In his Tuesday afternoon visit with Senate Republicans on Capitol Hill, President Barack Obama said that his evening television address would not cause a 20-point rise in support in the polls for an attack on Syria. The president told GOP senators that while he was good, he was not that good. According to people in the room, the audience chuckled—after which Mr. Obama added, "Although I am pretty good."
Actually no, Mr. President, you are not.
Mr. Obama's speech will not significantly move the needle on public attitudes toward striking Syria. The address again showed the limits of the president's ability to shape opinion, as with his health-care plan that became less popular the more he spoke about it.
The president did give a concise explanation of how Syria's use of chemical weapons violated international norms and why an attack on Syrian military units and facilities involved in their use was in America's security interest. He also addressed some widespread concerns about his Syria policy.
But Mr. Obama was unable to overcome his paralyzing ambivalence. He portrayed Syrian leader Bashar Assad as a war criminal—who should remain in power. The president spent the first part of his speech making the case for military action—and the second part making a case for postponing a congressional vote to give him the authority to strike. The man ostensibly preparing America for war went out of his way to say that he was elected to get us out of war—a sign of how conflicted a commander in chief he is.
Mr. Obama also used Tuesday's speech to engage in some quick rewriting of history. For example, he explained that while as president he possesses "the authority to order military strikes," he has asked for congressional approval because his predecessor was guilty of "sidelining the people's representatives from the critical decisions about when we use force."
Small problem: Congress overwhelmingly voted in September 2001 to authorize the use of force in Afghanistan and overwhelmingly in October 2002 to authorize the use of force against Iraq. The only president in the last decade to use military action without prior congressional approval was Mr. Obama, in Libya in 2011.
Mr. Obama told Republican senators that no weapons of mass destruction were found in Iraq after 2003 because President Bill Clinton destroyed the WMD during his four-day bombing campaign in 1998. Maybe Mr. Clinton should have told his wife before Sen. Clinton voted for the Iraq war resolution. Mr. Obama also took a swipe at former Secretary of State Colin Powell in front of the GOP group, saying he was still dealing with fallout from the former secretary's appearances before the U.N. Security Council in the walk up to Iraq.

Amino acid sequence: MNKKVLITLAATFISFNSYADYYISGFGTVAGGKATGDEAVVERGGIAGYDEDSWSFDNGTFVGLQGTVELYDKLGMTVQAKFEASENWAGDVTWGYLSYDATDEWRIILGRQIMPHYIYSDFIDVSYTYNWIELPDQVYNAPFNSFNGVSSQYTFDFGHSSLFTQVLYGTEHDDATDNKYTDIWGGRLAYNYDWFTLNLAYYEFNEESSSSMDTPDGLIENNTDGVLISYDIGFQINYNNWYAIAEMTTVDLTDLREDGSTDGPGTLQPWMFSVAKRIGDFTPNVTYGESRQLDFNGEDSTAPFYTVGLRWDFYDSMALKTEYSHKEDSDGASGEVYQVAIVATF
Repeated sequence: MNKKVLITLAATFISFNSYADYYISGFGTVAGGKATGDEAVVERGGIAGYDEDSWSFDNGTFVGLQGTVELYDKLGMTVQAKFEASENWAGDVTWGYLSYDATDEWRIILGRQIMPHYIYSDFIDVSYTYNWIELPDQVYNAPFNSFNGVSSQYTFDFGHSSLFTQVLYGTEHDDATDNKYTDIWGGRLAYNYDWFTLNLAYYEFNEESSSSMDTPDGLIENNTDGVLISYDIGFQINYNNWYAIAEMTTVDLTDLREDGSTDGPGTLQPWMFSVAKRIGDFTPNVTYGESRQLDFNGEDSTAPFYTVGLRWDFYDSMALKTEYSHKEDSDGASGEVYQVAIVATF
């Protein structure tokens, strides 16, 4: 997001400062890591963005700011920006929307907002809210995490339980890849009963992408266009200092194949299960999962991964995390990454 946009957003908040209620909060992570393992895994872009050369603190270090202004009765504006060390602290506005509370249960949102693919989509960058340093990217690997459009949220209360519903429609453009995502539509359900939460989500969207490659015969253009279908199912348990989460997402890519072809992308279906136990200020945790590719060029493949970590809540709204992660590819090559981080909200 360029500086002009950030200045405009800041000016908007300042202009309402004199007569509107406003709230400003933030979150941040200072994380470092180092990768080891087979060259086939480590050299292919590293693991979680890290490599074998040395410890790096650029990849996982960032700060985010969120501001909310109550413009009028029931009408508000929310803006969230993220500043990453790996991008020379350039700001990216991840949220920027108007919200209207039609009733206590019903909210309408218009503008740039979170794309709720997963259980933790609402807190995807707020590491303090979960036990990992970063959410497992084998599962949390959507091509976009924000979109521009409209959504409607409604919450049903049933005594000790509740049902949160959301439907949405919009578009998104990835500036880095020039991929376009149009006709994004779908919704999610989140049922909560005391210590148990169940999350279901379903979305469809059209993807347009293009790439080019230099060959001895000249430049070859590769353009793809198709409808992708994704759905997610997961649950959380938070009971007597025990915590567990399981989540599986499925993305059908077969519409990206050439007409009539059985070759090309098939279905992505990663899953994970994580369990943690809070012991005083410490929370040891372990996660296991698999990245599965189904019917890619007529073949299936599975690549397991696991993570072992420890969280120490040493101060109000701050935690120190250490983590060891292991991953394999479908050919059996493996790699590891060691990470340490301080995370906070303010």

In any case, even if Tuesday's speech on Syria had been a rhetorical masterpiece, it came much too late. Public opinion on the issue has hardened. Nor could the president overcome the fundamental problem that he was asking Congress to postpone a vote that he'd lose in order to pursue a Russian proposal that probably won't work.
Securing Syria's chemical weapons would be an extremely difficult undertaking in the best conditions. To hope to achieve it with Assad still in power, while Syria is embroiled in a brutal civil war, is delusional.
Meanwhile, the Syrian opposition—particularly its more secular, Western-oriented elements—will be dispirited. The U.S. has backed down after it seemed clear this country would strike Assad. The opposition also will remain under a withering assault from the Assad regime, which is using conventional weapons from Russian arms manufacturers and Iranian military depots.
Mr. Putin didn't offer to help relieve Assad of his chemical weapons out of fear of Mr. Obama or in friendship with the U.S. The Russian president acted out of self-interest. He is skillfully making Russia the key player in the region, at America's expense. He understands that chemical weapons aren't necessary to keep Assad in power. Russian Kalashnikovs, tanks, mortars, helicopters and bullets will do.
Mr. Putin saved Mr. Obama from a catastrophic congressional defeat, which is why the president seized on Mr. Putin's offer like a drowning man grabs for a lifeline. In return, Russia receives a growing role in the Middle East for the first time since the early 1970s.
Such is the cost of Mr. Obama's handiwork. Begin with his lack of strategic thinking, his unwillingness to provide patient leadership, and his failure to build strong relationships internationally. Add a profound absence of trust among congressional Republicans and a lack of goodwill even among congressional Democrats. All these have now come home to roost.
The nation is saddled with Mr. Obama for three more years. And yet, he thinks he's "pretty good."
A version of this article appeared September 12, 2013, in the U.S. edition of The Wall Street Journal, with the headline: Our Conflicted Commander in Chief and online at WSJ.com.